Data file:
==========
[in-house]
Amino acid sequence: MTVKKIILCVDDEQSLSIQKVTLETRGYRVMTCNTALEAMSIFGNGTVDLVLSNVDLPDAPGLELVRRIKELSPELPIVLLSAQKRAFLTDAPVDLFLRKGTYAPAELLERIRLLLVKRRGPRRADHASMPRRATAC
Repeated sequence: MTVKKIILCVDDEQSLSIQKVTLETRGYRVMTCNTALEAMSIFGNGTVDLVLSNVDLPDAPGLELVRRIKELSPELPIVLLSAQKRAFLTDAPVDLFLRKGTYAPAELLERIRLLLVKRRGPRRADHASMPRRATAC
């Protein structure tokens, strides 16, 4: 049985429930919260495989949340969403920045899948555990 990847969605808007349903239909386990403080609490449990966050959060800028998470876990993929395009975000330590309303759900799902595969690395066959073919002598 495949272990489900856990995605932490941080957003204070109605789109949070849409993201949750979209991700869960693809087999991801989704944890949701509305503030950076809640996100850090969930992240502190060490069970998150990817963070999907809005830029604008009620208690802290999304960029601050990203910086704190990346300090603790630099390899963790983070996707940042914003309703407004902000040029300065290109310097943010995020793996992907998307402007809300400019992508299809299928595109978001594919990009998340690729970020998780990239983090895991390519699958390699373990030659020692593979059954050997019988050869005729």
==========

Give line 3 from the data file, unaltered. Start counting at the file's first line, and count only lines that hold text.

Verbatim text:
Repeated sequence: MTVKKIILCVDDEQSLSIQKVTLETRGYRVMTCNTALEAMSIFGNGTVDLVLSNVDLPDAPGLELVRRIKELSPELPIVLLSAQKRAFLTDAPVDLFLRKGTYAPAELLERIRLLLVKRRGPRRADHASMPRRATAC